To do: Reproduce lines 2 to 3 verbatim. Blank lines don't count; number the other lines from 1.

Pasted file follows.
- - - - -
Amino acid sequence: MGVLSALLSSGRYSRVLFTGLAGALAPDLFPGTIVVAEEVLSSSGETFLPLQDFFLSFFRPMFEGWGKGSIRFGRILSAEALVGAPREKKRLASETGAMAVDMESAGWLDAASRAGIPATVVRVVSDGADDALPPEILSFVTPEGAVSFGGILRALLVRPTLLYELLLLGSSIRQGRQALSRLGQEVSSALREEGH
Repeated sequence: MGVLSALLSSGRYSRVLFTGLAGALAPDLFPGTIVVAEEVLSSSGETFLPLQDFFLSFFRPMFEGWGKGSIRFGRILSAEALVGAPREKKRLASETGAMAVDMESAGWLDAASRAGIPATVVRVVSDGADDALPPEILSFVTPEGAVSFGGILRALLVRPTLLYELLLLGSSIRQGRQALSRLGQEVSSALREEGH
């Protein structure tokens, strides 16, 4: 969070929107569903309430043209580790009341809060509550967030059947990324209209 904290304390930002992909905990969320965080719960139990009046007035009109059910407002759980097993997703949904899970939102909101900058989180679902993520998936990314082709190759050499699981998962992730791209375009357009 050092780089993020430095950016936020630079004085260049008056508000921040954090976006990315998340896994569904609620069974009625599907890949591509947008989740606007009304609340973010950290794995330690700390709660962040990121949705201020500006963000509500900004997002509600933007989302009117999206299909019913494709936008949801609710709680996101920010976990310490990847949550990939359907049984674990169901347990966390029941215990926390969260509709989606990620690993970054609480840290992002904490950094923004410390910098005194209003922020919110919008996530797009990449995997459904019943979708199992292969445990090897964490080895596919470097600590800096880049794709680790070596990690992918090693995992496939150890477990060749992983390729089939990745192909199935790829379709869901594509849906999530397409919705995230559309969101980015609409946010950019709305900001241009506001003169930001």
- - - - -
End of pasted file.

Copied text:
Repeated sequence: MGVLSALLSSGRYSRVLFTGLAGALAPDLFPGTIVVAEEVLSSSGETFLPLQDFFLSFFRPMFEGWGKGSIRFGRILSAEALVGAPREKKRLASETGAMAVDMESAGWLDAASRAGIPATVVRVVSDGADDALPPEILSFVTPEGAVSFGGILRALLVRPTLLYELLLLGSSIRQGRQALSRLGQEVSSALREEGH
């Protein structure tokens, strides 16, 4: 969070929107569903309430043209580790009341809060509550967030059947990324209209 904290304390930002992909905990969320965080719960139990009046007035009109059910407002759980097993997703949904899970939102909101900058989180679902993520998936990314082709190759050499699981998962992730791209375009357009 050092780089993020430095950016936020630079004085260049008056508000921040954090976006990315998340896994569904609620069974009625599907890949591509947008989740606007009304609340973010950290794995330690700390709660962040990121949705201020500006963000509500900004997002509600933007989302009117999206299909019913494709936008949801609710709680996101920010976990310490990847949550990939359907049984674990169901347990966390029941215990926390969260509709989606990620690993970054609480840290992002904490950094923004410390910098005194209003922020919110919008996530797009990449995997459904019943979708199992292969445990090897964490080895596919470097600590800096880049794709680790070596990690992918090693995992496939150890477990060749992983390729089939990745192909199935790829379709869901594509849906999530397409919705995230559309969101980015609409946010950019709305900001241009506001003169930001």